Interim Iraqi Prime Minister Ayad Allawi signed a long-awaited amnesty law Saturday that would pardon Iraqis who have played minor roles in the country's 15-month-long insurgency, but not those guilty of killing.
The amnesty had been expected to be a key element in the government's efforts to coax Iraqis away from the anti-U.S. campaign, but the more limited offer is unlikely to dampen the violence.
Iraqi officials had earlier said the amnesty might extend to those who killed U.S. and other coalition troops. U.S. officials said an early draft contained ambiguous language on that issue, but later drafts ruled it out.
The announcement came as sporadic clashes continued in the holy Shiite city of Najaf, but fighting was largely calmed after two days of the most intense battles between U.S. forces and Shiite Muslim militiamen in months. The fighting Thursday and Friday spread to other Shiite communities and threatened to reignite a Shiite insurrection.
Much of the main fighting appeared over by Saturday afternoon.
Shiite leaders, joined by a U.N. official, met with aides to militant Shiite cleric Muqtada al-Sadr, whose militia was involved in the fighting, in an effort to mediate an end to the violence.
But CBS News Correspondent Kimberly Dozier reported Saturday from Baghdad that some religious and government officials there fear al Sadr has created a monster he can no longer control. And that his fighters may turn on him, too, if they think he is cooperating with the new Iraqi government, or the Americans.
And the amnesty was rejected immediately by al-Sadr. "This is a trivial and insignificant statement," said al-Sadr aide Ahmed al-Shaibany. "Amnesties are for criminals, but resistance is legitimate and does not need an amnesty."
In other developments:
Allawi's government has made putting down the insurgency a priority, though guerrilla attacks, as well as Iraqi and U.S. deaths, have not flagged since his government came to power in late June.
The amnesty had been intended to draw nationalist guerrillas to the side of Allawi's government and away from fighters using terrorist-style bombings.
Early drafts reportedly would have forgiven most people involved in the insurgency, but the law was apparently changed to exclude anyone who had killed.
"This amnesty is not for people ... who have killed. Those people will be brought to justice, starting from Zarqawi down to the person in the street," he said, referring to al Qaeda-linked Jordanian militant Abu Musab al-Zarqawi, whose followers have claimed responsibility for deadly suicide bombings.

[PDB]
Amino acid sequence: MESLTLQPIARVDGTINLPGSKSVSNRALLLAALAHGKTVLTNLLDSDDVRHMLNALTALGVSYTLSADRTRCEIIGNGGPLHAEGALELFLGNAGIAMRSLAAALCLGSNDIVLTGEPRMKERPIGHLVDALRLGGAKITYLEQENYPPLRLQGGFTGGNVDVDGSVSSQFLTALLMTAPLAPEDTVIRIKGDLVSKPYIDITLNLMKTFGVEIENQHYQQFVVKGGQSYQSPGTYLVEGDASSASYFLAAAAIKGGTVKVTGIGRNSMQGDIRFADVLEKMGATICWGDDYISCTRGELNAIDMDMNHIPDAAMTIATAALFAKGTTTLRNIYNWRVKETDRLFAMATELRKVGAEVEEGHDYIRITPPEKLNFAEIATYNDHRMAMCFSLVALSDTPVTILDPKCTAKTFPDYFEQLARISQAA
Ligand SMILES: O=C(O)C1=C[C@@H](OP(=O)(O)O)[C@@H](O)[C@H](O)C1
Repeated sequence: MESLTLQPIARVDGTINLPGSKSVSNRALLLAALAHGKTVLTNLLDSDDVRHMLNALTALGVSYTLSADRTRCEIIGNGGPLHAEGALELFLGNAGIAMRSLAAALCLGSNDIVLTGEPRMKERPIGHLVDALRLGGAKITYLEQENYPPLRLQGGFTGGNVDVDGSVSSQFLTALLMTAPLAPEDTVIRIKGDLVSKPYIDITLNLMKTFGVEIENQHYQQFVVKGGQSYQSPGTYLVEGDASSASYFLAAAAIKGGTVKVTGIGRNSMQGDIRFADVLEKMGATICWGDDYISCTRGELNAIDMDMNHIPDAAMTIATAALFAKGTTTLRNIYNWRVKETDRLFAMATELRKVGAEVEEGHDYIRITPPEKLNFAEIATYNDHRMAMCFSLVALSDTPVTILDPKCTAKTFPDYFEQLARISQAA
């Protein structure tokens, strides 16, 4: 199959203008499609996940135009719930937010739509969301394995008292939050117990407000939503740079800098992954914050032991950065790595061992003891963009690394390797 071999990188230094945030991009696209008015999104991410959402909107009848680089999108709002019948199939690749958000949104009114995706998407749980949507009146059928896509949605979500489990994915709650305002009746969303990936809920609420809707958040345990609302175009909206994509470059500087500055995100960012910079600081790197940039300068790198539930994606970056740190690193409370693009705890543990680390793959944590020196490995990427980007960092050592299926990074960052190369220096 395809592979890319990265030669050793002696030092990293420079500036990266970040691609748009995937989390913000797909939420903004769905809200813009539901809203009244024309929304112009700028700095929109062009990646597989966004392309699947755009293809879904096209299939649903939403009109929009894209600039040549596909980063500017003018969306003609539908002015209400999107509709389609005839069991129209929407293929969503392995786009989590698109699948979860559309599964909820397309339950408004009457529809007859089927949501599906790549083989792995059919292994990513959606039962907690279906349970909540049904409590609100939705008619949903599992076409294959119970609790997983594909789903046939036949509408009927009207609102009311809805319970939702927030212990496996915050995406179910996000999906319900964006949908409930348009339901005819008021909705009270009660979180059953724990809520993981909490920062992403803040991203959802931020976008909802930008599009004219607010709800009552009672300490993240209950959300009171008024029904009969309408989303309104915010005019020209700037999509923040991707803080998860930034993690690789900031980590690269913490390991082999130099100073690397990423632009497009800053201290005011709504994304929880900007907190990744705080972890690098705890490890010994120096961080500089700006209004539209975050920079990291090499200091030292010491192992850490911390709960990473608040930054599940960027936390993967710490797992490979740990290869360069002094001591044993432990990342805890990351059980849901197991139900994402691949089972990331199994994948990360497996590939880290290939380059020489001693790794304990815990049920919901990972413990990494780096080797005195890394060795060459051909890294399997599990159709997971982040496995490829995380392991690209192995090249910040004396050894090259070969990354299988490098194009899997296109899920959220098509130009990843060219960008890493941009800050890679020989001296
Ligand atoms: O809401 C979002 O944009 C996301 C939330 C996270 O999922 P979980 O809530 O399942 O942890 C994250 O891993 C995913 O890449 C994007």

The amnesty would forgive those who committed minor crimes between May 1, 2003, just after the fall of Saddam Hussein's regime, and Saturday, he said. Those eligible would need to turn themselves in over the next 30 days, he said.
Those eligible for the amnesty include people in possession of light arms and explosives, those who hid intelligence about terrorist groups and people who helped those groups commit crimes, Allawi said.
"This order has been established to allow our citizens to rejoin civil society and participate in the reconstruction of their country and the improvement of their lives, instead of wasting their lives pointlessly toward a lost cause," he said.
Meanwhile, Iraqi religious leaders tried to restore a ceasefire between al-Sadr's Mahdi Army militants and coalition and Iraqi forces that had shattered in two days of fighting that began Thursday.
The fighting in Najaf killed five U.S. service members, bringing to 16 the number of U.S. troops who died in Iraq in the first week of August.
Iraqi casualties from the fighting varied widely. Falah Muhana, a Health Ministry official in Najaf, said the city's hospitals reported 21 people killed and 121 injured during fighting in the city. The U.S. military said 300 militants were killed in Najaf, but Ahmed al-Shaibany, an al-Sadr aide in Najaf, said 36 militants had been killed. The militants often use their own health system so it is difficult to confirm their casualties.
Al-Sadr aides met in Baghdad on Saturday with Iraqi dignitaries and U.N. official Jamal Benomar.
Benomar said al-Sadr's group was prepared for an immediate cease-fire and had asked for a meeting between their group and Allawi and Iraqi President Ghazi al-Yawer.
Officials from the Supreme Council for the Islamic Revolution in Iraq — a top Shiite faction — arrived in Najaf on Saturday to mediate between al-Sadr, the local government and coalition forces, said Redha Taqi, a SCIRI official.
In Karbala, senior Shiite cleric Grand Ayatollah Mohammed Taqi al-Modaresi called for an immediate end to the violence.
In Najaf, U.S. warplanes flew overhead and American armored vehicles and Humvees blocked the main roads into the city on Saturday afternoon, but most streets appeared deserted. Sporadic explosions and gunfire echoed through the city, but the violence was far less than that of the previous days.
Najaf Gov. Adnan al-Zurufi on Friday gave insurgents 24 hours to leave the city.
On Saturday, it was unclear if militiamen were withdrawing. None were present outside al-Sadr's house, which is usually heavily guarded.
Allawi said more than 1,200 people had been arrested during the clashes — some of them followers of Saddam's regime, others common criminals released during Saddam's rule.
Operations to restore security in Najaf would continue, he said.
Friday's clashes were the fiercest seen in Najaf since the fall of Saddam Hussein, with U.S. helicopter gunships and fighter jets pounding insurgents hiding in a sprawling cemetery in the holy Shiite city.
On Saturday, the U.S. military said it had secured the cemetery. Marines also found weapons caches there, including bomb-making materials, rocket-propelled grenades, assault rifles and ammunition.
The fighting with al-Sadr's followers spread Friday to the Baghdad neighborhood of Sadr City and the southern cities of Amarah, Basra and Nasiriyah.